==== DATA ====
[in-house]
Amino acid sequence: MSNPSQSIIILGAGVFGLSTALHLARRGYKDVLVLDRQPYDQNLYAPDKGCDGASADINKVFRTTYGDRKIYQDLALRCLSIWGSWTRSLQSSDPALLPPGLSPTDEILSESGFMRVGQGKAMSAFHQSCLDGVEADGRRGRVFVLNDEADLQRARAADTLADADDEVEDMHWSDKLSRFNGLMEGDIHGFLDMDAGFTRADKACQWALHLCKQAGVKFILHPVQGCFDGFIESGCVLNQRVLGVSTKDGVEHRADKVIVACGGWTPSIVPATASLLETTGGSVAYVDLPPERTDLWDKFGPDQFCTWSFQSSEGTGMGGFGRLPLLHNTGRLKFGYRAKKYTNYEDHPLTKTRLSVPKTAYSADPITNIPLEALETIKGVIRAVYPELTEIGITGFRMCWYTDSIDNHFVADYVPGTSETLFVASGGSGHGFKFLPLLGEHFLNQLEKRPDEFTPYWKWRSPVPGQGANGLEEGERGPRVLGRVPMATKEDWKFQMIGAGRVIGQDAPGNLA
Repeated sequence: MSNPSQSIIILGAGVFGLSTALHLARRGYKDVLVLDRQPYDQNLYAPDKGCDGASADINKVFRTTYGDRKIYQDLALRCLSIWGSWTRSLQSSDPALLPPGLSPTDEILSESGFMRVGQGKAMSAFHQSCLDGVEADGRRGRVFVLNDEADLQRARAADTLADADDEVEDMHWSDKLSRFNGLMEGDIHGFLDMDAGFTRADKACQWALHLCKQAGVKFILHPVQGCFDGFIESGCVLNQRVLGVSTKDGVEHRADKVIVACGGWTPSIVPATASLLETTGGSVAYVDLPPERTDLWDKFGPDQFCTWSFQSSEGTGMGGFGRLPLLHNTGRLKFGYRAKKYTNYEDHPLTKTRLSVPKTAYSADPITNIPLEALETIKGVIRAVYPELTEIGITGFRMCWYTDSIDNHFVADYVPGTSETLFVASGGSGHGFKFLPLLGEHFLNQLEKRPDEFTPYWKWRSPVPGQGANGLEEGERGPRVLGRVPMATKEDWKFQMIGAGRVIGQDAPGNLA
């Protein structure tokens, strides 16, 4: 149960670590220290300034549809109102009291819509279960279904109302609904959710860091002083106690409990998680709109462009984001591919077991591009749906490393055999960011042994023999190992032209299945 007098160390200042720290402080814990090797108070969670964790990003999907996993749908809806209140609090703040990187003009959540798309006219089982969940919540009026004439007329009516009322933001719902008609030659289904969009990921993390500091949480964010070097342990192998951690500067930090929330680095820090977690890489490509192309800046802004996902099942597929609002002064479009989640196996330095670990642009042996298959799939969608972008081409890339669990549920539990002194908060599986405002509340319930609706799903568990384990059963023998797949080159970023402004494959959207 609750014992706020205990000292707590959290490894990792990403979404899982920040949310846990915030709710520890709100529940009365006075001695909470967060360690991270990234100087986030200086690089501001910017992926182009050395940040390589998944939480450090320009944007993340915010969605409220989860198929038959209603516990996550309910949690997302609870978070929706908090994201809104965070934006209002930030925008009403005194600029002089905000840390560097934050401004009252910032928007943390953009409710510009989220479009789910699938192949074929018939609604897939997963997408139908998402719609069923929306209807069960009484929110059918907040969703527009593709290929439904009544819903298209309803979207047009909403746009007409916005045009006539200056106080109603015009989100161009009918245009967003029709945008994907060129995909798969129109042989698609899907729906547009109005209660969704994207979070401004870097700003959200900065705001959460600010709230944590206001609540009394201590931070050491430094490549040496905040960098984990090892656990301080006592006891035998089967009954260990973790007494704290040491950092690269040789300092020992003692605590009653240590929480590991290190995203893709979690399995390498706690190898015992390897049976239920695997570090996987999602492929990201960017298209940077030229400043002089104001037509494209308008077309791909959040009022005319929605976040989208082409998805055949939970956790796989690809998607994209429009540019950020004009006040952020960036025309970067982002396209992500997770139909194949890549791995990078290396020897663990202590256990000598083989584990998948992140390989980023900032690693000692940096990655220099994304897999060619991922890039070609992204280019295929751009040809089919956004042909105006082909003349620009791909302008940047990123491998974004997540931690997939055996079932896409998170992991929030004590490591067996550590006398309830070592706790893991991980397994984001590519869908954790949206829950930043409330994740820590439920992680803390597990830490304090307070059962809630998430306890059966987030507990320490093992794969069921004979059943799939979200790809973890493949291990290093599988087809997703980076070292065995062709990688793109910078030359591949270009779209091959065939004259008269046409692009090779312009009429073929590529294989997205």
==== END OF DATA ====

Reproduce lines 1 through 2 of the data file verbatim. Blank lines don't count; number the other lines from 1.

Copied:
[in-house]
Amino acid sequence: MSNPSQSIIILGAGVFGLSTALHLARRGYKDVLVLDRQPYDQNLYAPDKGCDGASADINKVFRTTYGDRKIYQDLALRCLSIWGSWTRSLQSSDPALLPPGLSPTDEILSESGFMRVGQGKAMSAFHQSCLDGVEADGRRGRVFVLNDEADLQRARAADTLADADDEVEDMHWSDKLSRFNGLMEGDIHGFLDMDAGFTRADKACQWALHLCKQAGVKFILHPVQGCFDGFIESGCVLNQRVLGVSTKDGVEHRADKVIVACGGWTPSIVPATASLLETTGGSVAYVDLPPERTDLWDKFGPDQFCTWSFQSSEGTGMGGFGRLPLLHNTGRLKFGYRAKKYTNYEDHPLTKTRLSVPKTAYSADPITNIPLEALETIKGVIRAVYPELTEIGITGFRMCWYTDSIDNHFVADYVPGTSETLFVASGGSGHGFKFLPLLGEHFLNQLEKRPDEFTPYWKWRSPVPGQGANGLEEGERGPRVLGRVPMATKEDWKFQMIGAGRVIGQDAPGNLA